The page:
Scientific Program

Conference Series Ltd invites all the participants across the globe to attend World Summit on Psychiatry, Mental Health Nursing and Healthcare Los Angeles, California, USA.

Day 1 :

Keynote Forum

Elia Gourgouris

The Happiness Center, USA

Keynote: Intentional happiness: 7 paths to lasting happiness

Time : 09:00-09:45

OMICS International Psychiatric Nursing 2018 International Conference Keynote Speaker Elia Gourgouris  photo

Elia Gourgouris is the President of The Happiness Center, an organization dedicated to creating personal success and happiness. Over the last 25-plus years, as a passionate promoter of optimism and deeply meaningful relationships, he has helped thousands of people achieve happiness and fulfillment, both in their careers and in their personal lives. He has recently authored the #1 Amazon Best-Selling book, 7 Paths to Lasting Happiness. In it, he helps readers identify and work through principles such as gratitude, personal branding, and forgiveness which everyone can apply to their lives for deeper, more meaningful and lasting happiness. He has published over 120 articles for various newspapers and magazines, including the Huffington Post. He is a nationally known Keynote Speaker, Executive Coach, and a Leadership Consultant. He received his BA in Psychology from UCLA and his MA and PhD in Clinical Psychology from the California Graduate Institute.



What is Happiness? Aristotle answered this by saying "Happiness is the meaning and purpose of life, the whole aim and end of human existence" Happiness is a choice! It is also attractive, healthy, and being connected, but it takes effort. That being said, what inhibits our happiness? Several factors have a direct impact on our level of life satisfaction and fulfillment, including fear (of change, fear of success, and fear of failure), comparisons, selfishness, the burden of perfectionism, lack of forgiveness (and self-forgiveness), our inner critic, and toxic relationships. When these mental and emotional roadblocks are removed, our inner joy will be freed from constraints and returned to our awareness. The 7 Paths to Lasting Happiness reviews several of these roadblocks and provides both principles and “take action exercises” for individuals to learn from, and through its application to ultimately achieve genuine happiness, including:

1st Path: Loving Yourself a) Personal Brand b) Perfectionism c) Inner Critic d) Comparisons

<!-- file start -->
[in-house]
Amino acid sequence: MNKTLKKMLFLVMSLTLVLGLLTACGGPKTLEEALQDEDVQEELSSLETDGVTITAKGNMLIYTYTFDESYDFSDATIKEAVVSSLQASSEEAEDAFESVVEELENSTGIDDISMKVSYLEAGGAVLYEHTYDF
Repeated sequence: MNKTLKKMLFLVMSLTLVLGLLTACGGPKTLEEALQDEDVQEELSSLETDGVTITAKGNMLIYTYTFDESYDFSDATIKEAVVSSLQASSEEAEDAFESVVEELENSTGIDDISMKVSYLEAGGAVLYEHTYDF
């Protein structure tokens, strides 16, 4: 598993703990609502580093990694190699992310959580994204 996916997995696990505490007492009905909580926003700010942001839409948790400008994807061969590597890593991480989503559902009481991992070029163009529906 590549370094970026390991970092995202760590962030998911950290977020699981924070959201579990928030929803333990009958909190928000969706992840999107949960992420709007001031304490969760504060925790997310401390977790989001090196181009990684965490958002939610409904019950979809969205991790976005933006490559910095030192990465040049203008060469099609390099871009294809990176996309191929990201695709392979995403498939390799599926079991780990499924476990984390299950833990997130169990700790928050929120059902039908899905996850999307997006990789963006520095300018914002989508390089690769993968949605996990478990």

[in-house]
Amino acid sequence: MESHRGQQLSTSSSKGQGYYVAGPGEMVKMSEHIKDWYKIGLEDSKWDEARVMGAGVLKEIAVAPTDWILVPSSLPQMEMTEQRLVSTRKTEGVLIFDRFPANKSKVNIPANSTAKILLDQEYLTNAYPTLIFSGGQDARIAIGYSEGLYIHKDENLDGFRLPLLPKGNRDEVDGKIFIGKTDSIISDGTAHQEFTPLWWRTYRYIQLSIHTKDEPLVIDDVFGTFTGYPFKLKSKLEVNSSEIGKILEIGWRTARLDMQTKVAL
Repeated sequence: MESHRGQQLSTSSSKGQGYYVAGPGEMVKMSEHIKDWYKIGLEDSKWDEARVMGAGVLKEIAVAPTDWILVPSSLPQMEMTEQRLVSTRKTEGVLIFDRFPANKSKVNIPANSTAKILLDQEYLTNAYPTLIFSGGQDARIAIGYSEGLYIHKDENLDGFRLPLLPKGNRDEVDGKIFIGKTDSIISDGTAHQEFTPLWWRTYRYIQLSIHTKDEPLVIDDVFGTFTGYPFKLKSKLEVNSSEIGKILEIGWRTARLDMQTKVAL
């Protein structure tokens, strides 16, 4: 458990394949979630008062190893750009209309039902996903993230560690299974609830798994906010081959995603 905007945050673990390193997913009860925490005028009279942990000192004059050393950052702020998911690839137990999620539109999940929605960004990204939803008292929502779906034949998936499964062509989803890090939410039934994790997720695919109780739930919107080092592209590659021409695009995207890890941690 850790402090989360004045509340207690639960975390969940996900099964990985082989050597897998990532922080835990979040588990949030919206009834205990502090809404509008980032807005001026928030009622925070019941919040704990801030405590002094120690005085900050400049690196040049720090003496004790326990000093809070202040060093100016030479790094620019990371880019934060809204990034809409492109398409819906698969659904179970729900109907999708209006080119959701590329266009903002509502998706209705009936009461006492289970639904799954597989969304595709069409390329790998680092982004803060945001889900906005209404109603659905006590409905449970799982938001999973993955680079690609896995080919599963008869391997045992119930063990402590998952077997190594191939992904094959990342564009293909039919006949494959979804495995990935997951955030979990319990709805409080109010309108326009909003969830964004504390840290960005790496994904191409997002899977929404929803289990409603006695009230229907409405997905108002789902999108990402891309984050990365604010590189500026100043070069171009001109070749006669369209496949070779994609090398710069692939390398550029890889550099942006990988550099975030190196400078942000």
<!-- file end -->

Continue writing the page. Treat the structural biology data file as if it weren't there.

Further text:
2nd Path: Gratitude a) Attitude of Gratitude b) University of Adversity

3rd Path: Forgiveness a) Forgiveness equals freedom b) Self-forgiveness is the key

4th Path: Follow Your Passion a) Getting out of your comfort zone brings growth

5th Path: Nourish Your Spirit a) Faith vs Fear b) Meditation and Purpose

6th Path: Loving relationships a) Love languages b) Criticisms and Toxic relationships c) Authentic listening d) Trust

7th Path: Service a) The antidote to selfishness

Thousands of individuals have taken this life satisfaction survey, and various graduate students throughout the world, (including Singapore, UK, and The Philippines and others) have used it as part of their graduate thesis. It is intended as a tool measuring current level of happiness. It could be used before and after treatment to show changes in level of happiness


OMICS International Psychiatric Nursing 2018 International Conference Keynote Speaker Ben Thomas photo

Ben Thomas is the Professor of Mental Health and Learning Disabilities at London South Bank University, England. He is also the Expert Adviser for Mental Health and Patient Safety at NHS Improvement, England and Chairs the Independent Advisory Group for the Confidential Inquiry into Homicides and Suicides. He is a member of the UK Expert Committee on Mental Health Nursing and a Trustee and Director for a number of third sector organizations including Together for Mental Health Wellbeing. His current research activities include improving the physical health of people with mental health problems and reducing suicide both within mental health inpatient facilities and Acute General Hospitals.



Problem: People with mental health problems have poorer physical health than the general population, often they are unable to access the physical health care they need and experience health inequalities. Contact with mental health services does not necessarily mean they will have their physical health assessed and monitored, nor receive the information and support they need to adopt a healthier lifestyle. Those with severe mental illness die on average 15-20 years earlier than the general population.